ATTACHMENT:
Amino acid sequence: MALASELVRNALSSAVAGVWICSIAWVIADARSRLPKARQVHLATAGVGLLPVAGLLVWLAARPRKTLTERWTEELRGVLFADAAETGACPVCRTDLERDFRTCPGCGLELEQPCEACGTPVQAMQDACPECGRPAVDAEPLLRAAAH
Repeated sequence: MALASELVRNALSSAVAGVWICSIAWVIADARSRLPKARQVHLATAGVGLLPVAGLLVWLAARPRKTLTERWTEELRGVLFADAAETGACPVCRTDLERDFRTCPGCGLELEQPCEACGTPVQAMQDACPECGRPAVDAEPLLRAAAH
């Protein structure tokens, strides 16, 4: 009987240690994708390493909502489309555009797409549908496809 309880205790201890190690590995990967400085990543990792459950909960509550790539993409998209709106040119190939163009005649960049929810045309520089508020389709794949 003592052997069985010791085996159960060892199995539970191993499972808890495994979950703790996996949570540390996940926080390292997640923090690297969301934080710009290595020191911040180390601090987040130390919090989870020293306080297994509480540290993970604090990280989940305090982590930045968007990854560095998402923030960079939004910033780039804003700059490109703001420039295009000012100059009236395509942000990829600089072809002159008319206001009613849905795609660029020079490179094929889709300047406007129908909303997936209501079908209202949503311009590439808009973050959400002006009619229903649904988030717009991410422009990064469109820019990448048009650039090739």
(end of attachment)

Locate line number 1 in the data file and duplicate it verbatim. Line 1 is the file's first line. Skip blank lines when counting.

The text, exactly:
Amino acid sequence: MALASELVRNALSSAVAGVWICSIAWVIADARSRLPKARQVHLATAGVGLLPVAGLLVWLAARPRKTLTERWTEELRGVLFADAAETGACPVCRTDLERDFRTCPGCGLELEQPCEACGTPVQAMQDACPECGRPAVDAEPLLRAAAH